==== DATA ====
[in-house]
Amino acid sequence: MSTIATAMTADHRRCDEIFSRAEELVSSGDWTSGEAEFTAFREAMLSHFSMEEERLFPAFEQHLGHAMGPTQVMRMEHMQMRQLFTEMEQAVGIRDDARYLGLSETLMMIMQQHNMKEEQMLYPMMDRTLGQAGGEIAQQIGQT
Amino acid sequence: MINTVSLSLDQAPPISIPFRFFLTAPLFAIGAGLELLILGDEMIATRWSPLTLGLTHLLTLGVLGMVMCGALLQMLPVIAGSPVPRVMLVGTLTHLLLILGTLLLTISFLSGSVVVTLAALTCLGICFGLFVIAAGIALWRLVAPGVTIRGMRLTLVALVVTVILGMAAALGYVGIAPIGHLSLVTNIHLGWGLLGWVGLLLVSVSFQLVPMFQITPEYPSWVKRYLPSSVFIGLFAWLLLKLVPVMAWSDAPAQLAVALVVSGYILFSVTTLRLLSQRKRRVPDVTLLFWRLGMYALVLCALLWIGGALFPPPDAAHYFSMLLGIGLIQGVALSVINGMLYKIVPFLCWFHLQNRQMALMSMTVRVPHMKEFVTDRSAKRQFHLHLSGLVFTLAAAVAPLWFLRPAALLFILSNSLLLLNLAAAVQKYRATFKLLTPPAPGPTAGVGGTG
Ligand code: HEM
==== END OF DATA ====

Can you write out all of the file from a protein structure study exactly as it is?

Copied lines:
[in-house]
Amino acid sequence: MSTIATAMTADHRRCDEIFSRAEELVSSGDWTSGEAEFTAFREAMLSHFSMEEERLFPAFEQHLGHAMGPTQVMRMEHMQMRQLFTEMEQAVGIRDDARYLGLSETLMMIMQQHNMKEEQMLYPMMDRTLGQAGGEIAQQIGQT
Amino acid sequence: MINTVSLSLDQAPPISIPFRFFLTAPLFAIGAGLELLILGDEMIATRWSPLTLGLTHLLTLGVLGMVMCGALLQMLPVIAGSPVPRVMLVGTLTHLLLILGTLLLTISFLSGSVVVTLAALTCLGICFGLFVIAAGIALWRLVAPGVTIRGMRLTLVALVVTVILGMAAALGYVGIAPIGHLSLVTNIHLGWGLLGWVGLLLVSVSFQLVPMFQITPEYPSWVKRYLPSSVFIGLFAWLLLKLVPVMAWSDAPAQLAVALVVSGYILFSVTTLRLLSQRKRRVPDVTLLFWRLGMYALVLCALLWIGGALFPPPDAAHYFSMLLGIGLIQGVALSVINGMLYKIVPFLCWFHLQNRQMALMSMTVRVPHMKEFVTDRSAKRQFHLHLSGLVFTLAAAVAPLWFLRPAALLFILSNSLLLLNLAAAVQKYRATFKLLTPPAPGPTAGVGGTG
Ligand code: HEM